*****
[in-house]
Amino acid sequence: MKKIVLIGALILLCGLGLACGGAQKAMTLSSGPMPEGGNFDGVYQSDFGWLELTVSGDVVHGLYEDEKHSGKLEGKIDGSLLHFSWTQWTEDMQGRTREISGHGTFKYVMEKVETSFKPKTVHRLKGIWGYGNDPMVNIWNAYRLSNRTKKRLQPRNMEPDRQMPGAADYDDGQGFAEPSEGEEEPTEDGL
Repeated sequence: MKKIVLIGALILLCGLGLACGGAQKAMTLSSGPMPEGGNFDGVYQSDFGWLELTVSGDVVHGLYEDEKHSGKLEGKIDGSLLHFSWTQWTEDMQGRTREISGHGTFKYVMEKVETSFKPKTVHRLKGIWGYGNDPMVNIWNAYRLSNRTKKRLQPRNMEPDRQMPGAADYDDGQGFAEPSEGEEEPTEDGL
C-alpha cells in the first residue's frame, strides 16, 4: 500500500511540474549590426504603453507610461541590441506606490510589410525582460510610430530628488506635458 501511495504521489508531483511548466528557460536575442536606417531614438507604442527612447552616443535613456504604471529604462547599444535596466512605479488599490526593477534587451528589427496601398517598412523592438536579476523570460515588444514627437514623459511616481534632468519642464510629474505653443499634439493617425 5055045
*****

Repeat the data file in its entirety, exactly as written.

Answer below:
[in-house]
Amino acid sequence: MKKIVLIGALILLCGLGLACGGAQKAMTLSSGPMPEGGNFDGVYQSDFGWLELTVSGDVVHGLYEDEKHSGKLEGKIDGSLLHFSWTQWTEDMQGRTREISGHGTFKYVMEKVETSFKPKTVHRLKGIWGYGNDPMVNIWNAYRLSNRTKKRLQPRNMEPDRQMPGAADYDDGQGFAEPSEGEEEPTEDGL
Repeated sequence: MKKIVLIGALILLCGLGLACGGAQKAMTLSSGPMPEGGNFDGVYQSDFGWLELTVSGDVVHGLYEDEKHSGKLEGKIDGSLLHFSWTQWTEDMQGRTREISGHGTFKYVMEKVETSFKPKTVHRLKGIWGYGNDPMVNIWNAYRLSNRTKKRLQPRNMEPDRQMPGAADYDDGQGFAEPSEGEEEPTEDGL
C-alpha cells in the first residue's frame, strides 16, 4: 500500500511540474549590426504603453507610461541590441506606490510589410525582460510610430530628488506635458 501511495504521489508531483511548466528557460536575442536606417531614438507604442527612447552616443535613456504604471529604462547599444535596466512605479488599490526593477534587451528589427496601398517598412523592438536579476523570460515588444514627437514623459511616481534632468519642464510629474505653443499634439493617425 5055045